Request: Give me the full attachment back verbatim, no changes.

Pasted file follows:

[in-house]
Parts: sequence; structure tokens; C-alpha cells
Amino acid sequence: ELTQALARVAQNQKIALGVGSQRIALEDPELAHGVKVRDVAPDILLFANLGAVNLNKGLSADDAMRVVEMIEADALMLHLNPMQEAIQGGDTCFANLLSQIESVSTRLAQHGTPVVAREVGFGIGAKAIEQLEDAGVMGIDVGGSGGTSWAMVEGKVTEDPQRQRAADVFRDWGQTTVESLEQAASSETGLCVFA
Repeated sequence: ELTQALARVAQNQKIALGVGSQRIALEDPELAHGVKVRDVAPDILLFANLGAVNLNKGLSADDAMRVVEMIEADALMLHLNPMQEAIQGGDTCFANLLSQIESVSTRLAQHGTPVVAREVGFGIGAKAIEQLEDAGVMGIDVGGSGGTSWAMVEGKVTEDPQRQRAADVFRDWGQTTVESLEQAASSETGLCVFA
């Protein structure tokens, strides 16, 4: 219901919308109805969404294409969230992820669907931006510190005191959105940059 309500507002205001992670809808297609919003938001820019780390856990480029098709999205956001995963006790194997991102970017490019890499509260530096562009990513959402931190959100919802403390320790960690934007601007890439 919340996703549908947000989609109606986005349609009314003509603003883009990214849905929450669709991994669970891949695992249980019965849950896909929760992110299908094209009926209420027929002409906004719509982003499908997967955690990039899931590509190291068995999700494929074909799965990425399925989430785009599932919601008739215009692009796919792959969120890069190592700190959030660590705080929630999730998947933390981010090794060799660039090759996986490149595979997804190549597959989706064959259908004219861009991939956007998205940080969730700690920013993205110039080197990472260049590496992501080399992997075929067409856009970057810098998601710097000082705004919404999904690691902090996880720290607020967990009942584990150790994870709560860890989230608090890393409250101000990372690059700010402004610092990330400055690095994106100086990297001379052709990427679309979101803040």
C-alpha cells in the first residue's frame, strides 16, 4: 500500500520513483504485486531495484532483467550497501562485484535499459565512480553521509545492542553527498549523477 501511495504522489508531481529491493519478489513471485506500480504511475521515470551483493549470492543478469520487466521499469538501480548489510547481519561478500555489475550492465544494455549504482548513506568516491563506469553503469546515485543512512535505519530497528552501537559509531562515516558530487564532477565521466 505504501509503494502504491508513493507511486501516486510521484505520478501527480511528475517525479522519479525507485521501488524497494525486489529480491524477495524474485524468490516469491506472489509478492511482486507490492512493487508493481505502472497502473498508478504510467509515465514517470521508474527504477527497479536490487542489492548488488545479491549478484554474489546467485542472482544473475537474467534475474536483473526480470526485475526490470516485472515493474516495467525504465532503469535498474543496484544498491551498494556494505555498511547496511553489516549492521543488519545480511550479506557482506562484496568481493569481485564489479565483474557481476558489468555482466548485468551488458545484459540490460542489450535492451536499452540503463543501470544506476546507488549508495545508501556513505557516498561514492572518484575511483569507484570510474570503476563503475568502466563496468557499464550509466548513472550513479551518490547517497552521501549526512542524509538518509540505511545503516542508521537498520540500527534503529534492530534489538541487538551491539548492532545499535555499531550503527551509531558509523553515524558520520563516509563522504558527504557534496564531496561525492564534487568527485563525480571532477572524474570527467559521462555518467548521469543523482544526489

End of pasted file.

[in-house]
Parts: sequence; structure tokens; C-alpha cells
Amino acid sequence: ELTQALARVAQNQKIALGVGSQRIALEDPELAHGVKVRDVAPDILLFANLGAVNLNKGLSADDAMRVVEMIEADALMLHLNPMQEAIQGGDTCFANLLSQIESVSTRLAQHGTPVVAREVGFGIGAKAIEQLEDAGVMGIDVGGSGGTSWAMVEGKVTEDPQRQRAADVFRDWGQTTVESLEQAASSETGLCVFA
Repeated sequence: ELTQALARVAQNQKIALGVGSQRIALEDPELAHGVKVRDVAPDILLFANLGAVNLNKGLSADDAMRVVEMIEADALMLHLNPMQEAIQGGDTCFANLLSQIESVSTRLAQHGTPVVAREVGFGIGAKAIEQLEDAGVMGIDVGGSGGTSWAMVEGKVTEDPQRQRAADVFRDWGQTTVESLEQAASSETGLCVFA
């Protein structure tokens, strides 16, 4: 219901919308109805969404294409969230992820669907931006510190005191959105940059 309500507002205001992670809808297609919003938001820019780390856990480029098709999205956001995963006790194997991102970017490019890499509260530096562009990513959402931190959100919802403390320790960690934007601007890439 919340996703549908947000989609109606986005349609009314003509603003883009990214849905929450669709991994669970891949695992249980019965849950896909929760992110299908094209009926209420027929002409906004719509982003499908997967955690990039899931590509190291068995999700494929074909799965990425399925989430785009599932919601008739215009692009796919792959969120890069190592700190959030660590705080929630999730998947933390981010090794060799660039090759996986490149595979997804190549597959989706064959259908004219861009991939956007998205940080969730700690920013993205110039080197990472260049590496992501080399992997075929067409856009970057810098998601710097000082705004919404999904690691902090996880720290607020967990009942584990150790994870709560860890989230608090890393409250101000990372690059700010402004610092990330400055690095994106100086990297001379052709990427679309979101803040």
C-alpha cells in the first residue's frame, strides 16, 4: 500500500520513483504485486531495484532483467550497501562485484535499459565512480553521509545492542553527498549523477 501511495504522489508531481529491493519478489513471485506500480504511475521515470551483493549470492543478469520487466521499469538501480548489510547481519561478500555489475550492465544494455549504482548513506568516491563506469553503469546515485543512512535505519530497528552501537559509531562515516558530487564532477565521466 505504501509503494502504491508513493507511486501516486510521484505520478501527480511528475517525479522519479525507485521501488524497494525486489529480491524477495524474485524468490516469491506472489509478492511482486507490492512493487508493481505502472497502473498508478504510467509515465514517470521508474527504477527497479536490487542489492548488488545479491549478484554474489546467485542472482544473475537474467534475474536483473526480470526485475526490470516485472515493474516495467525504465532503469535498474543496484544498491551498494556494505555498511547496511553489516549492521543488519545480511550479506557482506562484496568481493569481485564489479565483474557481476558489468555482466548485468551488458545484459540490460542489450535492451536499452540503463543501470544506476546507488549508495545508501556513505557516498561514492572518484575511483569507484570510474570503476563503475568502466563496468557499464550509466548513472550513479551518490547517497552521501549526512542524509538518509540505511545503516542508521537498520540500527534503529534492530534489538541487538551491539548492532545499535555499531550503527551509531558509523553515524558520520563516509563522504558527504557534496564531496561525492564534487568527485563525480571532477572524474570527467559521462555518467548521469543523482544526489